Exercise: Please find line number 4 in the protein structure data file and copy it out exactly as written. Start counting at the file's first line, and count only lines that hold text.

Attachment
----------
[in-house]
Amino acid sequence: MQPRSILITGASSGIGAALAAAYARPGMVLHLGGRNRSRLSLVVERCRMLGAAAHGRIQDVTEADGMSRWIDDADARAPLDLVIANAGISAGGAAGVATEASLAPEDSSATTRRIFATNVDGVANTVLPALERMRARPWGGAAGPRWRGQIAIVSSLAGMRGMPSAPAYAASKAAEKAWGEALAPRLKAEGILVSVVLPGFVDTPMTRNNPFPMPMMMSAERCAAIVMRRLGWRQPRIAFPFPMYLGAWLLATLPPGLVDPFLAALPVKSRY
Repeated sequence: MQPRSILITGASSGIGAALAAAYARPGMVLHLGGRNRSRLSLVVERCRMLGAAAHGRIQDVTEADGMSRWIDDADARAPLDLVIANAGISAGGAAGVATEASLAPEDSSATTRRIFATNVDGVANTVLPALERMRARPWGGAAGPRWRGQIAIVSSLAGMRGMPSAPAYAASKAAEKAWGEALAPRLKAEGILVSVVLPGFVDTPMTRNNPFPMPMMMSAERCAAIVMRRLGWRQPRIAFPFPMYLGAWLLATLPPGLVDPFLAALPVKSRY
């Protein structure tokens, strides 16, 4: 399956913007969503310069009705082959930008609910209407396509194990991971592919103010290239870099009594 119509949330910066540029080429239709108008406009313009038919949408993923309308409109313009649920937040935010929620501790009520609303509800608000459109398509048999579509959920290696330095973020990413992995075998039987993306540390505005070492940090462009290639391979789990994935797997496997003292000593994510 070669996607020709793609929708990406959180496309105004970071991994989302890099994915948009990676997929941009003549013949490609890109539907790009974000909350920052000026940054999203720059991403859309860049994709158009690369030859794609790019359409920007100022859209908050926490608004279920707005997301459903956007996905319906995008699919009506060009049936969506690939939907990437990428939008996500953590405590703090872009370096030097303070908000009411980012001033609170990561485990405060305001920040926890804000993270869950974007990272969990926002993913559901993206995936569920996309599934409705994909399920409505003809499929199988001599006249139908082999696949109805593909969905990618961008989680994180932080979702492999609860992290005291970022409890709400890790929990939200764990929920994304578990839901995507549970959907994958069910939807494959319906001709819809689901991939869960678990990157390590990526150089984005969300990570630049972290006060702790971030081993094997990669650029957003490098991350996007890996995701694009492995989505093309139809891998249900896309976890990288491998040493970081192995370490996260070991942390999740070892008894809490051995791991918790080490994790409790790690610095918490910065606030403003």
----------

């Protein structure tokens, strides 16, 4: 399956913007969503310069009705082959930008609910209407396509194990991971592919103010290239870099009594 119509949330910066540029080429239709108008406009313009038919949408993923309308409109313009649920937040935010929620501790009520609303509800608000459109398509048999579509959920290696330095973020990413992995075998039987993306540390505005070492940090462009290639391979789990994935797997496997003292000593994510 070669996607020709793609929708990406959180496309105004970071991994989302890099994915948009990676997929941009003549013949490609890109539907790009974000909350920052000026940054999203720059991403859309860049994709158009690369030859794609790019359409920007100022859209908050926490608004279920707005997301459903956007996905319906995008699919009506060009049936969506690939939907990437990428939008996500953590405590703090872009370096030097303070908000009411980012001033609170990561485990405060305001920040926890804000993270869950974007990272969990926002993913559901993206995936569920996309599934409705994909399920409505003809499929199988001599006249139908082999696949109805593909969905990618961008989680994180932080979702492999609860992290005291970022409890709400890790929990939200764990929920994304578990839901995507549970959907994958069910939807494959319906001709819809689901991939869960678990990157390590990526150089984005969300990570630049972290006060702790971030081993094997990669650029957003490098991350996007890996995701694009492995989505093309139809891998249900896309976890990288491998040493970081192995370490996260070991942390999740070892008894809490051995791991918790080490994790409790790690610095918490910065606030403003």